Watch It

On DVD: Now | On Blu-ray: Now

My Dog Skip Review

Other Critics provided by

Critics scores range from 0 to 100, with higher scores indicating more favorable reviews.

  • 4.0

    out of 100

    Generally favorable reviews
    based on a weighted average of all
    critic review scores.

  • 67

    out of 100

    Entertainment Weekly

    A serviceable time-passer for kids, grandparents, and poochophiles.

    Read Full Review

  • 75

    out of 100

    Chicago Sun-Times Roger Ebert

    A movie like this falls outside ordinary critical language. Is it good or bad? Is there too much melodrama? I don't have any idea. It triggered too many thoughts of my own for me to have much attention left over for footnotes.

    Read Full Review

  • 75

    out of 100

    USA Today Susan Wloszczyna

    A family movie with a heart and a brain. And if you aren't moved to tears, you might need an organ transplant.

    Read Full Review

  • 75

    out of 100

    Chicago Tribune

    A film that proves even the tiredest genre can be reinvigorated in the right hands.

    Read Full Review

  • See all My Dog Skip reviews at

For Families provided by Common Sense Media

OK for kids 9+

Great boy-and-dog tale, but be prepared for tears.

What Parents Need to Know

Parents need to know that My Dog Skip is a nostalgic "boy-and-his-dog" movie, inspired by a true story, that contains a number of violent and/or sad scenes that show animal abuse, some physical and mental repercussions of war, and the death of a beloved pet. Even when the ugly incidents take place off-camera, the sounds and implication may be disturbing. Both the boy and the dog are in danger several times, enduring taunting insults and threats from bullies and cruel moonshiners. There's some offensive language ("ass") and insults ("sissy"), and one character has a drinking problem.

  • Families can talk about loss. How do the characters deal with loss in their lives? Is it better to love and then experience the grief that comes with loss, or to never love and never experience loss? Have you experienced any major losses in your life? How did you deal with it?
  • Families can also talk about the historical elements in the movie, including ration books, scrap drives, segregation, moonshine, etc. What's different about life in America now?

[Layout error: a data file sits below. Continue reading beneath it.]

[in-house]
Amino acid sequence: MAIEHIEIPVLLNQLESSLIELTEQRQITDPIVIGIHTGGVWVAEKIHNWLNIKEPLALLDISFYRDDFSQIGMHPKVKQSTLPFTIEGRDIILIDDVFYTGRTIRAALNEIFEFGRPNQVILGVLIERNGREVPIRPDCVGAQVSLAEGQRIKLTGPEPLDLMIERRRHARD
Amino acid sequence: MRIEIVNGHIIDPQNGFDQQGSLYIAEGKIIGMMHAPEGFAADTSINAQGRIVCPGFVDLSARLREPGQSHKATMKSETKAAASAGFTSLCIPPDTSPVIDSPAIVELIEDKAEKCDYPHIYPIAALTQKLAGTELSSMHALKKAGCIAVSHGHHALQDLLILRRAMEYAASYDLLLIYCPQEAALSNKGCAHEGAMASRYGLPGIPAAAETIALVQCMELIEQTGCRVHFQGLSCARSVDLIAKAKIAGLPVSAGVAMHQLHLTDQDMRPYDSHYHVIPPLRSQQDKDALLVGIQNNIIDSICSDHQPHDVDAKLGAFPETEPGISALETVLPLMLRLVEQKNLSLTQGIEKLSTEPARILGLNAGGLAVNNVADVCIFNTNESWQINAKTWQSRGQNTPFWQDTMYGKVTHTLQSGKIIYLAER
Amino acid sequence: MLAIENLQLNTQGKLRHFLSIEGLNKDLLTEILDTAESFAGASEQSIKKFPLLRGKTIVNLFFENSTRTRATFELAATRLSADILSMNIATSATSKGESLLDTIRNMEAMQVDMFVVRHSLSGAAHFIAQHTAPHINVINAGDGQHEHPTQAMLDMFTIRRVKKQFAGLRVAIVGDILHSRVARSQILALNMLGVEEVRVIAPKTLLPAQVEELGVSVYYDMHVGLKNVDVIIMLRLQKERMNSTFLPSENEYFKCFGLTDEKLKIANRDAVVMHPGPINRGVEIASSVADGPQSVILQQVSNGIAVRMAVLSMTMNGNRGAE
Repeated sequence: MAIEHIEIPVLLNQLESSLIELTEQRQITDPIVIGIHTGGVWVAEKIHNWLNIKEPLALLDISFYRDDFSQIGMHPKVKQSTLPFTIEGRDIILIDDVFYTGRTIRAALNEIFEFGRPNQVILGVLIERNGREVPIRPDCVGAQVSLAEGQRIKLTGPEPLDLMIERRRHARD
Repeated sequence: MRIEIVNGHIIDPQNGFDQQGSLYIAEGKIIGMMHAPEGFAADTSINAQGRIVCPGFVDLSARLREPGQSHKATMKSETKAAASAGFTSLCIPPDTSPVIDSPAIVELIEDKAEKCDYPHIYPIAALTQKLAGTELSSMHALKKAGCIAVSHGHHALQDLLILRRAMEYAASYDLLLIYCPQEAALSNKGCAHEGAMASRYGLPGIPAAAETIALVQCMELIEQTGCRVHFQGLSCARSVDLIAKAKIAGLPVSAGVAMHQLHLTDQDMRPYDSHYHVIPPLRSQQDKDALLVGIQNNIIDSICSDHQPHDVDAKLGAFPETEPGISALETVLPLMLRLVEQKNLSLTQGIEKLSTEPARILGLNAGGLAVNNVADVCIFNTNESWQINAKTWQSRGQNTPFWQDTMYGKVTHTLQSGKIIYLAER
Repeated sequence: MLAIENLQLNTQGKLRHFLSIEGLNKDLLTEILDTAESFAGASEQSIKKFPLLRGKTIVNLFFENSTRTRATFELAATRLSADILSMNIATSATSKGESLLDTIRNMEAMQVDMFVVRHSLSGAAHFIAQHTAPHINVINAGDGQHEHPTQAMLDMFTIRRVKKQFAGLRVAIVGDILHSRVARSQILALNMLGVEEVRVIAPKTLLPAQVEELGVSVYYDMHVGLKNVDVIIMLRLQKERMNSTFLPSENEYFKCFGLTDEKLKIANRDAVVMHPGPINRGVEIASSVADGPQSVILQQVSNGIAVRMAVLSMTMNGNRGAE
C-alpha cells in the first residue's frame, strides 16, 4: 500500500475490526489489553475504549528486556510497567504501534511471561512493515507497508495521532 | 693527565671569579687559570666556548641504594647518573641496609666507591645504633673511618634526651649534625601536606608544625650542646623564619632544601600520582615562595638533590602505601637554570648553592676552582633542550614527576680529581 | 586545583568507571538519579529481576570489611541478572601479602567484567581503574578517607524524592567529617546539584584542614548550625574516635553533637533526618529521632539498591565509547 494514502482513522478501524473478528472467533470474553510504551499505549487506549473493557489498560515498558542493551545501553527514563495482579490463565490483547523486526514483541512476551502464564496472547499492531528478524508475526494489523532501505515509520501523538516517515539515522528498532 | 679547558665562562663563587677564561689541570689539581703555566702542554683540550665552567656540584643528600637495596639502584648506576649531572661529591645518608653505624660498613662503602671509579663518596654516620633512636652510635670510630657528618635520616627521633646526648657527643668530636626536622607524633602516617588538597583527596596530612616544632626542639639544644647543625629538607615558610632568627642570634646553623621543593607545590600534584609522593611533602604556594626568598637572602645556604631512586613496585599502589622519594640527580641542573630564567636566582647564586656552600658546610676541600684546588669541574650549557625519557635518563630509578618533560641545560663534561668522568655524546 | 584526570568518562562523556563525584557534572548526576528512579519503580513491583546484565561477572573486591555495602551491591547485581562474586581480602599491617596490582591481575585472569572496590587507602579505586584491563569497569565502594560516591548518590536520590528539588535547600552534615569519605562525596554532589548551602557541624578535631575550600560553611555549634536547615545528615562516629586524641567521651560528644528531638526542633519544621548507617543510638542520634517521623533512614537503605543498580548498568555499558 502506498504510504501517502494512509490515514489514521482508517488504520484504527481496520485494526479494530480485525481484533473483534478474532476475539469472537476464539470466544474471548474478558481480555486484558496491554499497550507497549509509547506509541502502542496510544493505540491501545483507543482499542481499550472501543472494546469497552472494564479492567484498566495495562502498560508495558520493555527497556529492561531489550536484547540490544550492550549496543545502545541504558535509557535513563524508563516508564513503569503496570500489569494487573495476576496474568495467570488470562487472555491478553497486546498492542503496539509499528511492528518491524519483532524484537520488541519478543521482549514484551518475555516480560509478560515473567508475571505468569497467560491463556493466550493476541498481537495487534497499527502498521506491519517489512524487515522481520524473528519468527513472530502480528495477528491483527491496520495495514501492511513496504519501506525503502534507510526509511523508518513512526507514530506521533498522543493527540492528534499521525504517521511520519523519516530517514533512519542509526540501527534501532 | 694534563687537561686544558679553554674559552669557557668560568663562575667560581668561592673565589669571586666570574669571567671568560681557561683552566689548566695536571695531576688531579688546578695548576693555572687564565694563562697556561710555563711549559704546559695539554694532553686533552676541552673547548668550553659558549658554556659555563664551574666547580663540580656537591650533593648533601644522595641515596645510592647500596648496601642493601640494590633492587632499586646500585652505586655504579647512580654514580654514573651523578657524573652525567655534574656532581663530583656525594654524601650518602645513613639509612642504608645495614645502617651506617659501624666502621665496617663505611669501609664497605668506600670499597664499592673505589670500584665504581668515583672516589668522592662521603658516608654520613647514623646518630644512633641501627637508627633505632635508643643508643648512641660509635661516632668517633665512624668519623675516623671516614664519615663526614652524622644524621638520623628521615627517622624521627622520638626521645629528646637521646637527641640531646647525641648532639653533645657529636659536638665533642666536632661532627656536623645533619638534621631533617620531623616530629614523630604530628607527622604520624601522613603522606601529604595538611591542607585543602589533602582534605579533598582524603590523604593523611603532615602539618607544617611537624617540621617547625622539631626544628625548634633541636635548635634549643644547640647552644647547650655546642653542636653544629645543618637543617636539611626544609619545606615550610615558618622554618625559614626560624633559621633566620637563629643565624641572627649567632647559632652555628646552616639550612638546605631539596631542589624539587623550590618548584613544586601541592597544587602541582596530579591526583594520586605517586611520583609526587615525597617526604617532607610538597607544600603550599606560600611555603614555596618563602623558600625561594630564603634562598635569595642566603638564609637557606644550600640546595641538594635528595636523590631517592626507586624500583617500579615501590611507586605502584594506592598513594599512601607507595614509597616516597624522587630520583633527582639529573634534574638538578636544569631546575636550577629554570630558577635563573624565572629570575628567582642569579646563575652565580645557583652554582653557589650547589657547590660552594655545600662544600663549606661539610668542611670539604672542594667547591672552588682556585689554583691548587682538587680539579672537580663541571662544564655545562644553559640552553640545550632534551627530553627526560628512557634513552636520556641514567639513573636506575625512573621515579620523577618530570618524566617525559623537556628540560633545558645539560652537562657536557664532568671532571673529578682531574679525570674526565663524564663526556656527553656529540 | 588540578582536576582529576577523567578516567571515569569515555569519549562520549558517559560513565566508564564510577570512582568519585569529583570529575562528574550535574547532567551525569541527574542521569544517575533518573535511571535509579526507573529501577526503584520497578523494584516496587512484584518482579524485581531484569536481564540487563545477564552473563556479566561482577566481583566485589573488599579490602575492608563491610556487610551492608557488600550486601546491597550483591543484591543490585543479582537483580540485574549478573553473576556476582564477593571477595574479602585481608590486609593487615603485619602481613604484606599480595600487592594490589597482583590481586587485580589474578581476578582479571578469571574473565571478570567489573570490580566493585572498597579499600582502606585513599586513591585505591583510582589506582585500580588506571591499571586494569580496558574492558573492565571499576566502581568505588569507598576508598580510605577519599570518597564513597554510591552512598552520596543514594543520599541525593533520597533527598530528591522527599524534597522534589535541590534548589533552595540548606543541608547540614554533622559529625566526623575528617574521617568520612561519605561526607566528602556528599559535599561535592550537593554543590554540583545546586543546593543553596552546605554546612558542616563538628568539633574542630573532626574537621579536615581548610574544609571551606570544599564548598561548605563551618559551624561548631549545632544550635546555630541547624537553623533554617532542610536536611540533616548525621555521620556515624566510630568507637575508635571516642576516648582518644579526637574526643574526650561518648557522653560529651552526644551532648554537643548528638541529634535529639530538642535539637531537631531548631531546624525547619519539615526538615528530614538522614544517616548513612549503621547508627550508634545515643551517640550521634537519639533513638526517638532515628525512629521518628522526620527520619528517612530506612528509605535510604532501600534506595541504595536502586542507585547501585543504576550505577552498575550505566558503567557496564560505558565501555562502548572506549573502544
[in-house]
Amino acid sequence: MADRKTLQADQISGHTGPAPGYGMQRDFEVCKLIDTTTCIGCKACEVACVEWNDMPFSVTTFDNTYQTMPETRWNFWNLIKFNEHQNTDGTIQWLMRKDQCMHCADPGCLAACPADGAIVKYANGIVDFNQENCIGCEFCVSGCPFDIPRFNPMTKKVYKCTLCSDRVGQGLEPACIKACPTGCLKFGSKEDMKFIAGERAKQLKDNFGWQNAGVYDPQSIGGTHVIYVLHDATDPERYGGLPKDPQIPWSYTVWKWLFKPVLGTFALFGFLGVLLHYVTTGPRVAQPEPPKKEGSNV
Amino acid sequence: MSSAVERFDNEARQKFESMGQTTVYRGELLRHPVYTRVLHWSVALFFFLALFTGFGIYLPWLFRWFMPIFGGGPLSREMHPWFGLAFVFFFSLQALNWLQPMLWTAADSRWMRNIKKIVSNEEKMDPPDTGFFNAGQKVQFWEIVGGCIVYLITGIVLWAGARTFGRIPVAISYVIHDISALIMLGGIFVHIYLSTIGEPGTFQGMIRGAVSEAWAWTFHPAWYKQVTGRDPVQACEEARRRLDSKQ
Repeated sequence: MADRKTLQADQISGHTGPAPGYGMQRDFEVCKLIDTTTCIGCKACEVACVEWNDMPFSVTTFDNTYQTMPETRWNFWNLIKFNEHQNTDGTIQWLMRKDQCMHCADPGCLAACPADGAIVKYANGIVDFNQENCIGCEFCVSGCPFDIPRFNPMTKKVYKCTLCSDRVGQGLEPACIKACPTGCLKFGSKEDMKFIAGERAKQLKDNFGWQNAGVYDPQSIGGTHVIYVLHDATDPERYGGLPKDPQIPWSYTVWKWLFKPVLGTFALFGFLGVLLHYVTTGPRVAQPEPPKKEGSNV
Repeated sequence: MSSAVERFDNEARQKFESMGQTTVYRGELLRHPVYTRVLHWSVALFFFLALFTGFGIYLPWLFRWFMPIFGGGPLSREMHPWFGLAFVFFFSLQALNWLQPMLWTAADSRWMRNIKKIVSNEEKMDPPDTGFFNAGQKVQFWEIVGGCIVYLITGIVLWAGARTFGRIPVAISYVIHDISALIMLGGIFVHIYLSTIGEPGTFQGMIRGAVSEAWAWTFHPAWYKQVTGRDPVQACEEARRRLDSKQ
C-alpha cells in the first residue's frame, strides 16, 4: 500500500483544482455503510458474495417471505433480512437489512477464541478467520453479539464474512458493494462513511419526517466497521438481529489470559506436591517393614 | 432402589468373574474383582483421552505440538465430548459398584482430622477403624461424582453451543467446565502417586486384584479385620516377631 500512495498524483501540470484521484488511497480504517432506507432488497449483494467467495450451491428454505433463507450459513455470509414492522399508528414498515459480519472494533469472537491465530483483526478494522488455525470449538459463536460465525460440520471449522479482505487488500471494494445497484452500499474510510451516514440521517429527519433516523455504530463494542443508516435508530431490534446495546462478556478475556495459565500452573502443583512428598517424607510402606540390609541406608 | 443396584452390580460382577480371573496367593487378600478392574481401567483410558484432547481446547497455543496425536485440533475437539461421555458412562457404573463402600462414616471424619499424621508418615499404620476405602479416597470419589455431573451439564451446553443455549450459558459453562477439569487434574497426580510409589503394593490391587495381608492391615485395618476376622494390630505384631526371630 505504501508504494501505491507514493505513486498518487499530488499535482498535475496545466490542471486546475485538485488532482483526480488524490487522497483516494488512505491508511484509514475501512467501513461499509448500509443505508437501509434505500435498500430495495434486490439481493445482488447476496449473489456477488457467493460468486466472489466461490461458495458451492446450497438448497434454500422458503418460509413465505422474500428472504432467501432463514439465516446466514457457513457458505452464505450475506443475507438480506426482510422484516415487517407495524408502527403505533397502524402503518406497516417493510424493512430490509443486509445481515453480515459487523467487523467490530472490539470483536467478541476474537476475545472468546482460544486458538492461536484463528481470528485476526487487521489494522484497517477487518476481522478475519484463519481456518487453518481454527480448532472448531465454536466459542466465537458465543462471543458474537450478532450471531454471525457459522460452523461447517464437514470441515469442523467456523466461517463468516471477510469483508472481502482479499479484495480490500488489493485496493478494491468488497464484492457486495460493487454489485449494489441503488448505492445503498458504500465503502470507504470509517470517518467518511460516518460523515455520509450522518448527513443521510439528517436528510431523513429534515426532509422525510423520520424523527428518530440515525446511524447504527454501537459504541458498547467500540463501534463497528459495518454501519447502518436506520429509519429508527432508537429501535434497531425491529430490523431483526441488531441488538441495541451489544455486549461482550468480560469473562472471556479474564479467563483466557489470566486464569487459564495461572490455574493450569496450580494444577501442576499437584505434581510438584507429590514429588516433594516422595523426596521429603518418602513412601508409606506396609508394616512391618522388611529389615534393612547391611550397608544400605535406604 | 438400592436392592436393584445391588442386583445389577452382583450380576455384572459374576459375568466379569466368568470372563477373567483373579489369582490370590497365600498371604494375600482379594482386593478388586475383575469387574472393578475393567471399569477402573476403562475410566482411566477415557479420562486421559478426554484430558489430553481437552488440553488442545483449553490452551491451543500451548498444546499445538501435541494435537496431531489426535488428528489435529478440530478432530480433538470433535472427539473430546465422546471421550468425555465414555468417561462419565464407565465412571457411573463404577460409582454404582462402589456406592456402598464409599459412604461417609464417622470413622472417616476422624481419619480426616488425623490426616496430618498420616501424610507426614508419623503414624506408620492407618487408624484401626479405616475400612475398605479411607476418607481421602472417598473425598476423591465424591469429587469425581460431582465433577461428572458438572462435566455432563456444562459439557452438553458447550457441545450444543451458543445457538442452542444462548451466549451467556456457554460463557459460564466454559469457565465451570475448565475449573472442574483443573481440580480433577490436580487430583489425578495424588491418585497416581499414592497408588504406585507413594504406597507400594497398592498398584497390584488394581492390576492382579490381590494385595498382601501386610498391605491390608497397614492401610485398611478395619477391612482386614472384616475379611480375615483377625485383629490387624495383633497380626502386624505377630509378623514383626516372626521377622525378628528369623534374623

• What makes bullies behave the way they do? Have you ever been bullied or stood up for someone being bullied? 

The good stuff
  • educationalvalue true1

    Educational value: No overt educational elements, but some important life lessons come out of this story, including the value of friendship and love. Because the film is set in the '50s, kids will learn a bit of history and something about segregation.

  • message true3

    Messages:  Emphasizes the rewarding bonds formed between a child and a pet, as well as the responsibility that comes with being a pet owner. Characters learn from their mistakes, change for the better, and develop lasting relationships even during difficult times. In one poignant scene, a returning soldier reveals that he ran from battle not because he was afraid of dying, but because he could not participate in killing. 

  • rolemodels true3

    Role models:  Willie is a bright, caring, responsible 9-year-old. In one scene, the frustrated boy makes a terrible mistake; he pays for it, and learns a valuable lesson. Willie's parents are loving, supportive, and loyal; his mom stands up strongly for him, and his dad, though strict, proves to have his son's best interest at heart. Set during World War II in Mississippi, the young hero befriends the African-American people in his small town. 

What to watch for
  • violence false4

    Violence:  Early in My Dog Skip, school bullies relentlessly torment Willie, push him down, throw things at him, call him names. Moonshiners push Willie and Skip around, threaten them, and ultimately hurt the dog. The scenes that show violence against animals are real and cruel, and have more impact on young viewers than the exaggerated cartoon action they're accustomed to. A deer, bleeding and dying from a hunter's gunshot, falls to the ground. Skip, the dog, is hit twice, once with a shovel, after which he nearly dies from his injuries. Willie's dad, a war veteran, limps and has a prosthesis, which is briefly seen. 

  • sex false0

    Sex: Not an issue

  • language false1

    Language:  Some insults: "sissy," "titty baby," "ass,"" "stick it up your big fat butt," "kraut" (for German). A brief discussion about how a puppy's "testicle has not descended." It's 1942; African-Americans are identified as "colored." 

  • consumerism false1

    Consumerism:  Old signs for Coca Cola and Texaco appear throughout. Tampa Nugget Cigars are visible. 

  • drugsalcoholtobacco false1

    Drinking, drugs and smoking:  A World War II soldier returns home, shattered by his experience, and drinks excessively for a time.